A fair chance at fair work: Reducing poverty by supporting vulnerable employees

“The link between employment and poverty is obvious. The link between disability and poverty is pervasive.”

Catherine Connelly

The issue | Inequality and exclusion drive poverty

When Catherine Connelly was in business school, her HR textbooks defined disability as “the inability to work.” It’s a misconception that’s still deeply rooted in society. But Connelly has made it her mission to show employers why it’s wrong.

The Canada Research Chair in Organizational Behaviour, Connelly studies the experiences of workers who are often overlooked in the rapidly changing economy, including people with disabilities, temporary foreign workers, and those with precarious or gig jobs.

Her work directly aligns with the United Nations’ Sustainable Development Goal 1 – to end poverty in all its forms everywhere. The Canadian government has been taking action to ensure social protection for vulnerable groups to reduce poverty, while Connelly is targeting poverty’s root causes: inequality and exclusion in the labour force.

More: Catherine Connelly’s research exemplifies McMaster’s commitment to advancing the United Nations’ Sustainable Development Goals (SDGs).

The pandemic has exacerbated existing inequalities worldwide. New research from the United Nations University warns that the economic fallout from COVID-19 could reverse global progress made towards SDG 1.

“Ensuring equitable access to reasonable jobs is more vital than ever now,” says Connelly.

The research | Identifying workplace barriers

Connelly, a professor in McMaster’s DeGroote School of Business, is investigating the obstacles and injustices faced by vulnerable workers and identifying ways to overcome them.

“Individuals with disabilities don’t have the same access to job opportunities as individuals without disabilities because many employers have concerns about hiring them,” she says.

Connelly has shown that these worries are unfounded, and employers would be wise to access this underutilized labour pool. “There’s often a net savings from hiring people with disabilities because they have slightly above-average performance and low turnover,” she says.

Her ongoing examination of the Canadian Temporary Foreign Worker program has revealed abusive and unfair practices – a finding also tied to SDG 8, which includes the goal of decent work for all. By conducting more than 100 interviews with these employees, Connelly discovered widespread issues related to health and safety and working conditions. “Kickbacks to employers, inadequate accommodations and isolation are common,” she says.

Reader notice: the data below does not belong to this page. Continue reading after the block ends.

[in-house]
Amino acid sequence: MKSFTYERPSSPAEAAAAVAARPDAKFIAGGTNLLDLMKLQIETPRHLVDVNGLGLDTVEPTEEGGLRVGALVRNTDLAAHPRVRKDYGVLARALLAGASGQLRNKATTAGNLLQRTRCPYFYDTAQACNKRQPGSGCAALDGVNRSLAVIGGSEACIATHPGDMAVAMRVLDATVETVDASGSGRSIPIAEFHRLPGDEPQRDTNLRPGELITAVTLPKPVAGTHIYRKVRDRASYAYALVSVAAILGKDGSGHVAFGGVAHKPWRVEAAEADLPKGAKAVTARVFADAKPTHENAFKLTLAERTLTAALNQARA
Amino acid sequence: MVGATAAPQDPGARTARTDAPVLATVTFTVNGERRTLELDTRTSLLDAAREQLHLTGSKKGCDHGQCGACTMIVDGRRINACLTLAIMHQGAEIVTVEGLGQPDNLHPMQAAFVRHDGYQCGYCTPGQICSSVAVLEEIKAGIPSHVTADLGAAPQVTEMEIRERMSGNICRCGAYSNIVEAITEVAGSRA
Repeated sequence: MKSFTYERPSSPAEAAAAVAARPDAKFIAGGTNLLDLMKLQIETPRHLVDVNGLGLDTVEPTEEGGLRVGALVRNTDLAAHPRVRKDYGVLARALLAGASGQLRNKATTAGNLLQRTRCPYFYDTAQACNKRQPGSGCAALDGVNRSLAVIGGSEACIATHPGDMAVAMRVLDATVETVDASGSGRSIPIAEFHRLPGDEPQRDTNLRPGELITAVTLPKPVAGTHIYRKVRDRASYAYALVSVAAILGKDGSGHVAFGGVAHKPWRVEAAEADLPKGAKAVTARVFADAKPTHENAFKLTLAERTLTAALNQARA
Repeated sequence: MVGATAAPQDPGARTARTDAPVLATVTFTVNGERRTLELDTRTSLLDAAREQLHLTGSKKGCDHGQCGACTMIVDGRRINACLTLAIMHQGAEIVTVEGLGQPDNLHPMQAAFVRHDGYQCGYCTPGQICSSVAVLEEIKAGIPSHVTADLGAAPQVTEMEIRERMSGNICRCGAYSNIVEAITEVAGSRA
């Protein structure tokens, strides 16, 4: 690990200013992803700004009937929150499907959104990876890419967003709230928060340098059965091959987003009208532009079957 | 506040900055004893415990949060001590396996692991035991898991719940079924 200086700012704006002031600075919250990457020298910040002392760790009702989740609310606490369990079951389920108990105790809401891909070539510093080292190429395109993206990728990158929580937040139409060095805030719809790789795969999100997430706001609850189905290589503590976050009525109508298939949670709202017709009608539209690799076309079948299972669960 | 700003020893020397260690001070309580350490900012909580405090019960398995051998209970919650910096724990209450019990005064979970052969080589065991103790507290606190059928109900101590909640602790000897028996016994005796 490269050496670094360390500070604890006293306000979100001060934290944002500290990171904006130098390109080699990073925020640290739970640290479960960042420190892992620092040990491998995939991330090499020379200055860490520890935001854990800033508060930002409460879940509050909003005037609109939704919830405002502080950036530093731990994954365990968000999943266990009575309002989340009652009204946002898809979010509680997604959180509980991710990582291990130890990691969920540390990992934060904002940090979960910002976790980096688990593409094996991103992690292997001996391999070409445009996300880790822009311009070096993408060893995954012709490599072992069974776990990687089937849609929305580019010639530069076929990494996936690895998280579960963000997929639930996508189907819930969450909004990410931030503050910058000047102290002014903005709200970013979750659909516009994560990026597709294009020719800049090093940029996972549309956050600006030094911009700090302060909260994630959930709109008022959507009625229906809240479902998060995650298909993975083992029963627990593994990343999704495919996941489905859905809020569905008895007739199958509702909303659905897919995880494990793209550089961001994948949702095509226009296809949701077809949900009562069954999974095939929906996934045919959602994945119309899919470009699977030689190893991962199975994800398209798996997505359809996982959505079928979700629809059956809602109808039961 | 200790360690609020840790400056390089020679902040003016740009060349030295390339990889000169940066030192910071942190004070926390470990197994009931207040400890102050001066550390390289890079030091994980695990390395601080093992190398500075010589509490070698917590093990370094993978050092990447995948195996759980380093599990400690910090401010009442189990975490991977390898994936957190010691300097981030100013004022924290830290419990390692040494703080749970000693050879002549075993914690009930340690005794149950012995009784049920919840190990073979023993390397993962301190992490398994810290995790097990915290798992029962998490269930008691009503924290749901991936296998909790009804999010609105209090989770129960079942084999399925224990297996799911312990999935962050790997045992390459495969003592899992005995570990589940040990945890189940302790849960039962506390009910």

The impact | Creating more inclusive, equitable workplaces

Connelly’s research has a powerful, evidence-based message for employers: Fair, inclusive organizational practices bring a significant return on investment. “Employer engagement is crucial if we’re aiming to reduce poverty for vulnerable workers,” she says.

Her research not only addresses managers’ concerns about hiring people with disabilities, but provides recommendations and resources. The Connelly Laboratory for Organizational Behaviour Research helps organizations conduct a detailed cost-benefit analysis of hiring individuals with disabilities, for example. “We’re working to change ingrained beliefs and attitudes with facts and practical support,” she says.

By shedding light on the sometimes-harsh reality of temporary foreign workers, Connelly is heightening awareness and urging reform in discriminatory labour practices.

Lessons learned | Engage with employers and employees

“Universities have the expertise, resources and responsibility to address the SDGs,” says Connelly. “As a business professor, addressing SDG 1 means finding ways to tackle poverty by removing barriers in the workplace.”

To ensure that research on disability and employment is relevant and meaningful to the primary stakeholders, she says it’s critical to partner with people with disabilities and incorporate their perspective.

Similarly, studies of foreign workers should include their firsthand experiences, while also taking a comprehensive view of all the regions and industries that use these employees.

Catherine Connelly’s research exemplifies McMaster’s commitment to advancing the United Nations’ Sustainable Development Goals (SDGs). Learn more about the best ways to align research with the UN’s SDGs.